The Detroit Tigers Can’t Afford Jose Reyes


The turning of June to July means there is only one month prior to the non-waiver trade deadline. There has already been a lot of fan talk about the possibility of the Tigers going after Jose Reyes of the New York Mets. Hang on boys and girls, this is just the start of the silly season. Silly I say? Yes, here is why.

Reyes is just the first name that will fly around as rampant speculation heats up. Fans will undoubtedly justify the potential addition by pointing to the expiring contracts of Carlos Guillen and Magglio Ordonez. While that does represent $23 million coming off the books, the Tigers’ financial situation is much more broad than that. Money coming “on” the books needs to be accounted for too. Let’s say, for the sake of argument, that the Tigers pick up the options on Rick Porcello and Jose Valverde. Their commitments, not including Jacob Turner‘s major league contract, look like this for 2012:

Add it all up and it is a shade under $83 million. Jose Reyes is set to be a free agent following the 2011 season and I would guess that setting his annual salary in the neighborhood of $17 million won’t prove to be unrealistically high. That puts the Tigers up to the $100 million dollar mark with little more than a (very good) pick-up team to show for it.

What still needs to be accomplished? Just this:

  • Contracts for Max Scherzer and Phil Coke, both of whom are arbitration eligible
  • A fifth starter
  • A handful of relievers
  • A handful of position players

Some of the items in the above shopping list will be completed through contract tenders to non-arbitration eligible players like Austin Jackson and Brennan Boesch. The Tigers will have to choose between handing the fifth starter spot over to a young (and cheap) player or spending $3-5 million on a veteran. Do the Tigers string Max Scherzer along on a series of one year deals through his arbitration years or do to they commit the money now and buy out a year or two of free agency? There are plenty of internal questions that need to be answered and it is reasonable to expect the Tigers will reach their 2011 spending levels simply by answering those.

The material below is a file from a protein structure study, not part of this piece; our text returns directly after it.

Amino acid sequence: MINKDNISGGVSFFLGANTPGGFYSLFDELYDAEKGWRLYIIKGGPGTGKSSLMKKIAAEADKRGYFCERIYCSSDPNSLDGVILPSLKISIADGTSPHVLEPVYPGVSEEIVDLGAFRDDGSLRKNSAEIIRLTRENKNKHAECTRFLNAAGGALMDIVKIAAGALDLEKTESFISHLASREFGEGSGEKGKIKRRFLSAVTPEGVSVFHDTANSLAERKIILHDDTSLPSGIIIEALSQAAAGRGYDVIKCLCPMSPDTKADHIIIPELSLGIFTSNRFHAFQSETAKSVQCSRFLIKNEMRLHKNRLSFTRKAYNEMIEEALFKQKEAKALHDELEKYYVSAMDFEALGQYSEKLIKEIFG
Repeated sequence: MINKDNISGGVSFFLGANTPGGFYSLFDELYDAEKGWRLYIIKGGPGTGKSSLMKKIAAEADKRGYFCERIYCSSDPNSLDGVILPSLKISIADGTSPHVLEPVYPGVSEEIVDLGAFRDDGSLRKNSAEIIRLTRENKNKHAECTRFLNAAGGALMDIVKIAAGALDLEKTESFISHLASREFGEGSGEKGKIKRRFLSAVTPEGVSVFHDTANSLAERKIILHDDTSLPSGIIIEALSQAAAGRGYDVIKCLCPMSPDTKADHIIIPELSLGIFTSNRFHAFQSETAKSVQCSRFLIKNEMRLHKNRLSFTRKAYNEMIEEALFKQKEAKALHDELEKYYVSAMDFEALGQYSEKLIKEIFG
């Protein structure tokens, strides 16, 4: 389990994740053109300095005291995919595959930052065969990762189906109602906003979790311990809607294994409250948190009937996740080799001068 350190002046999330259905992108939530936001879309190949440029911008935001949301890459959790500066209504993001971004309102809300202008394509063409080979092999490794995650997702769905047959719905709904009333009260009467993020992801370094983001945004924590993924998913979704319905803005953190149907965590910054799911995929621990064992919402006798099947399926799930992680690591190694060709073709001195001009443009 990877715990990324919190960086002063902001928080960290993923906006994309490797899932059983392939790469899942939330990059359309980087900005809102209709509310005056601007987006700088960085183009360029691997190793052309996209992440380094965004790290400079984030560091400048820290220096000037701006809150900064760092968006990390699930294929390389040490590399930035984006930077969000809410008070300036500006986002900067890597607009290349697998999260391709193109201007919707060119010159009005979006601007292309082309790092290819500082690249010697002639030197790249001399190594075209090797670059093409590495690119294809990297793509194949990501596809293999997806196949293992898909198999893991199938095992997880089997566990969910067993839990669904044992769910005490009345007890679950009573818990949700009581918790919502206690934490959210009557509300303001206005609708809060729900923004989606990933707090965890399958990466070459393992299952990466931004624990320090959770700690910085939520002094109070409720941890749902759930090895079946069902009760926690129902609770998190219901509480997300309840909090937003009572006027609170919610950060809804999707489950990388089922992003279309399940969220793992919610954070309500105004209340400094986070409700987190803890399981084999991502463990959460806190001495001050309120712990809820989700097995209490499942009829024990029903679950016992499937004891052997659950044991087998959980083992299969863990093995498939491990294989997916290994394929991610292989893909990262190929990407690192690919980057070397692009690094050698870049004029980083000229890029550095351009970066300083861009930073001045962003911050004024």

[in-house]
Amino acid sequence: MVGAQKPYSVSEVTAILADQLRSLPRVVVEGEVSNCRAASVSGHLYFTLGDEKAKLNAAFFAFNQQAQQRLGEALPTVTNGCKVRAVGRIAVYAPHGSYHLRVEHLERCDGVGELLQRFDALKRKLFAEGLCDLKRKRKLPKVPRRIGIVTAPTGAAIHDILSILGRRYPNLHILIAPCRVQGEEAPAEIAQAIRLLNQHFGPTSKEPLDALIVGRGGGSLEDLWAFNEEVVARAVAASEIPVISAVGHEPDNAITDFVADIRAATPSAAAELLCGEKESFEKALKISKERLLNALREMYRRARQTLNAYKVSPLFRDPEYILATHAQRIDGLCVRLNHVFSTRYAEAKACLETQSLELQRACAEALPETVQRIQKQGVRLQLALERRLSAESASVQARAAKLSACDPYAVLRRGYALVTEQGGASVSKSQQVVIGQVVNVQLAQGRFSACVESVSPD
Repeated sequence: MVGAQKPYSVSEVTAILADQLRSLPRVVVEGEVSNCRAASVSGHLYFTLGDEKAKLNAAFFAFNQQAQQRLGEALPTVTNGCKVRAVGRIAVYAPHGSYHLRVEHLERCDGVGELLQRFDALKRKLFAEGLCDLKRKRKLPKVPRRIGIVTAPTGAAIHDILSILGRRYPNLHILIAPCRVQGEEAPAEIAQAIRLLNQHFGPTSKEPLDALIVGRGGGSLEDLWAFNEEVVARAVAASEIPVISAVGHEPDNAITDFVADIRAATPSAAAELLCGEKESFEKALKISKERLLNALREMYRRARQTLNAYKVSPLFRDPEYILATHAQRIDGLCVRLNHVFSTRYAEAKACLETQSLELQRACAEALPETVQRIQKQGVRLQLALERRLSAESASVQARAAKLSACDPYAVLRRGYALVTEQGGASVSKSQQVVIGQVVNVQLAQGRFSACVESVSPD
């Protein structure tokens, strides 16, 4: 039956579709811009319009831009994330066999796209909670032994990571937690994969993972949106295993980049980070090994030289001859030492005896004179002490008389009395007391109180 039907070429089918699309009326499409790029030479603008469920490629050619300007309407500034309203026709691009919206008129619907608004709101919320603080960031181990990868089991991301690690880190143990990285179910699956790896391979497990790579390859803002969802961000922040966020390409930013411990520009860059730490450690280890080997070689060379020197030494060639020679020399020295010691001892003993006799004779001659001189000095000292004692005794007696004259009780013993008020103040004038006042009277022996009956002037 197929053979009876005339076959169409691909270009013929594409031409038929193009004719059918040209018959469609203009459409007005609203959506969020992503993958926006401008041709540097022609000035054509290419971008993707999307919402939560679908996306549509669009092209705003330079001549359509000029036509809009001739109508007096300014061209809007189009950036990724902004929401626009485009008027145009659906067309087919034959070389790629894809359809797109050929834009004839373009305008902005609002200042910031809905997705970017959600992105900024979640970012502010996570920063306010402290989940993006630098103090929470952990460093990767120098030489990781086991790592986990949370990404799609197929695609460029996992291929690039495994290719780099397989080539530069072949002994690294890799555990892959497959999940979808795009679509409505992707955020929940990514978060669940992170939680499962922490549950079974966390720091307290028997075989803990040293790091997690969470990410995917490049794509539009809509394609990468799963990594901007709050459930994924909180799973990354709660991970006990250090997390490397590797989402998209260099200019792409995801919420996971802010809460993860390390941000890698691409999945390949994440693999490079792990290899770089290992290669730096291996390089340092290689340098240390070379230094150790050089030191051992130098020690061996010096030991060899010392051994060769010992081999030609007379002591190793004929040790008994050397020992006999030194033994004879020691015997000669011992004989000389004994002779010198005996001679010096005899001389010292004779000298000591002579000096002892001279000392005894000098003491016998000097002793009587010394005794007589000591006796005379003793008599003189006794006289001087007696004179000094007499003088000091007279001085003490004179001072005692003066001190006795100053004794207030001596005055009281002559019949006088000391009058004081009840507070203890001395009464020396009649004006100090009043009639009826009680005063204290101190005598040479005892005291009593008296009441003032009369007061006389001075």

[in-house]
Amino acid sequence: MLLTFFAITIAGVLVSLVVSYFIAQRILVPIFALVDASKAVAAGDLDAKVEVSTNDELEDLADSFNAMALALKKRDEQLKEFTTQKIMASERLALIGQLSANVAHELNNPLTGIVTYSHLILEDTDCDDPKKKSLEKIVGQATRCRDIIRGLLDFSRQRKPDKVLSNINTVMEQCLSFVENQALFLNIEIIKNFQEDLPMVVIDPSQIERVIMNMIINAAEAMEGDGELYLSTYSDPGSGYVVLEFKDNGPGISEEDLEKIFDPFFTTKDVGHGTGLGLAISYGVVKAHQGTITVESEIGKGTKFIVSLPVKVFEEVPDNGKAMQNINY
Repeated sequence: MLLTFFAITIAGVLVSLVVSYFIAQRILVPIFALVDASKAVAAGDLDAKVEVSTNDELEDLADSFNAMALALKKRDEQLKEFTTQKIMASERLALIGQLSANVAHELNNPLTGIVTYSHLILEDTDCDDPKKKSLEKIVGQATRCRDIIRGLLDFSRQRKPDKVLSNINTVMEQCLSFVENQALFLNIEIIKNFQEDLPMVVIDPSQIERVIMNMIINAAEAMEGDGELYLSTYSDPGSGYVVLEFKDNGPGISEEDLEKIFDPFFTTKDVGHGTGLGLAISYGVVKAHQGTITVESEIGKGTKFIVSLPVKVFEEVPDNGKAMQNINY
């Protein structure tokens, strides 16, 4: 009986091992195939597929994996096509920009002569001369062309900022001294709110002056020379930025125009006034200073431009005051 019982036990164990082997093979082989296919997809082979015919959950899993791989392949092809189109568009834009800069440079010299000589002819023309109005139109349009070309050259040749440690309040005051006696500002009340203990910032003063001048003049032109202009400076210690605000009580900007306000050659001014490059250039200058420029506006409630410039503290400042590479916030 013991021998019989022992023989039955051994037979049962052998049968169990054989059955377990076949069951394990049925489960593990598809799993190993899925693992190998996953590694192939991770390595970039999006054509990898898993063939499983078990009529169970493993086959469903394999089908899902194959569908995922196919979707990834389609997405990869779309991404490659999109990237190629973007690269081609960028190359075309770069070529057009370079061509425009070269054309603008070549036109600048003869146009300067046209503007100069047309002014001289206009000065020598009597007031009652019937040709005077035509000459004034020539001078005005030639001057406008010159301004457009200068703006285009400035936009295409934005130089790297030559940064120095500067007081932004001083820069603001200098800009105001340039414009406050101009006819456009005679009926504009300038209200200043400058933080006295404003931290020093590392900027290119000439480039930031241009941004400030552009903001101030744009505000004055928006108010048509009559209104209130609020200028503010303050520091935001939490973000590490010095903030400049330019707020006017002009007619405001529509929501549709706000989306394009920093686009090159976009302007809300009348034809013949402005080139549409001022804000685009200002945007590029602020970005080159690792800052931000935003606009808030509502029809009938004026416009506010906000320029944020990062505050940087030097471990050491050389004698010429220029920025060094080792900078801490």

Another school of thought says that the Tigers could trade for Reyes and not resign him, instead allowing him to leave via free agency giving the Tigers a draft pick in the first and the compensatory round following the conclusion of the first round. The problem is that there is no guarantee the Tigers would recuperate the prospects they gave up to acquire Reyes and they would be at the very beginning of their progression even if they did. The Tigers need to create a bridge between the Magglio-era and this era that will be defined by Cabrera and Verlander; creating a donut hole in their already mediocre farm system isn’t a way to do that successfully.